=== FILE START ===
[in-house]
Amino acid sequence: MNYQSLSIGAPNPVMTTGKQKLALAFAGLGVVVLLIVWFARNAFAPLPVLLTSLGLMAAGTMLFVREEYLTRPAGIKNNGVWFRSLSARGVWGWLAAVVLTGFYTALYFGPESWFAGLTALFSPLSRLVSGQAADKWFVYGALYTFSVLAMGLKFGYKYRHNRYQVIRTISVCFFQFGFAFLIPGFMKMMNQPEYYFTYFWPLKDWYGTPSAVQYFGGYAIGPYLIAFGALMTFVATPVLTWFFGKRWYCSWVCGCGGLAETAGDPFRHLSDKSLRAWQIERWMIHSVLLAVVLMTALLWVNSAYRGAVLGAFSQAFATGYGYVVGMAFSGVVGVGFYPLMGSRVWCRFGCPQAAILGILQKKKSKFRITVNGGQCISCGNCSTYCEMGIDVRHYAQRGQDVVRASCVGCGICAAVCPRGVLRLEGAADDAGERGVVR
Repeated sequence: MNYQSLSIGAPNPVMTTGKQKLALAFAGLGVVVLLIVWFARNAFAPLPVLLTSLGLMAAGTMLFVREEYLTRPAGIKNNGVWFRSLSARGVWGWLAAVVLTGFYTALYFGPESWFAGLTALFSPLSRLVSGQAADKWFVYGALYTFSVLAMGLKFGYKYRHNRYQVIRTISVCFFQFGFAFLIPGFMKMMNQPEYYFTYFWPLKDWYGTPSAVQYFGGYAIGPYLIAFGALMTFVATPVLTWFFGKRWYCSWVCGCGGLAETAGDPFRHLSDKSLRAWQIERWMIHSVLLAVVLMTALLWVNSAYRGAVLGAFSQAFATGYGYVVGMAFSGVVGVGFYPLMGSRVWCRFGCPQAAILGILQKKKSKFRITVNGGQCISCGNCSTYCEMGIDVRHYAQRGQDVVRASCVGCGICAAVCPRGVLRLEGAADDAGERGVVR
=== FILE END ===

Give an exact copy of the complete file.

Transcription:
[in-house]
Amino acid sequence: MNYQSLSIGAPNPVMTTGKQKLALAFAGLGVVVLLIVWFARNAFAPLPVLLTSLGLMAAGTMLFVREEYLTRPAGIKNNGVWFRSLSARGVWGWLAAVVLTGFYTALYFGPESWFAGLTALFSPLSRLVSGQAADKWFVYGALYTFSVLAMGLKFGYKYRHNRYQVIRTISVCFFQFGFAFLIPGFMKMMNQPEYYFTYFWPLKDWYGTPSAVQYFGGYAIGPYLIAFGALMTFVATPVLTWFFGKRWYCSWVCGCGGLAETAGDPFRHLSDKSLRAWQIERWMIHSVLLAVVLMTALLWVNSAYRGAVLGAFSQAFATGYGYVVGMAFSGVVGVGFYPLMGSRVWCRFGCPQAAILGILQKKKSKFRITVNGGQCISCGNCSTYCEMGIDVRHYAQRGQDVVRASCVGCGICAAVCPRGVLRLEGAADDAGERGVVR
Repeated sequence: MNYQSLSIGAPNPVMTTGKQKLALAFAGLGVVVLLIVWFARNAFAPLPVLLTSLGLMAAGTMLFVREEYLTRPAGIKNNGVWFRSLSARGVWGWLAAVVLTGFYTALYFGPESWFAGLTALFSPLSRLVSGQAADKWFVYGALYTFSVLAMGLKFGYKYRHNRYQVIRTISVCFFQFGFAFLIPGFMKMMNQPEYYFTYFWPLKDWYGTPSAVQYFGGYAIGPYLIAFGALMTFVATPVLTWFFGKRWYCSWVCGCGGLAETAGDPFRHLSDKSLRAWQIERWMIHSVLLAVVLMTALLWVNSAYRGAVLGAFSQAFATGYGYVVGMAFSGVVGVGFYPLMGSRVWCRFGCPQAAILGILQKKKSKFRITVNGGQCISCGNCSTYCEMGIDVRHYAQRGQDVVRASCVGCGICAAVCPRGVLRLEGAADDAGERGVVR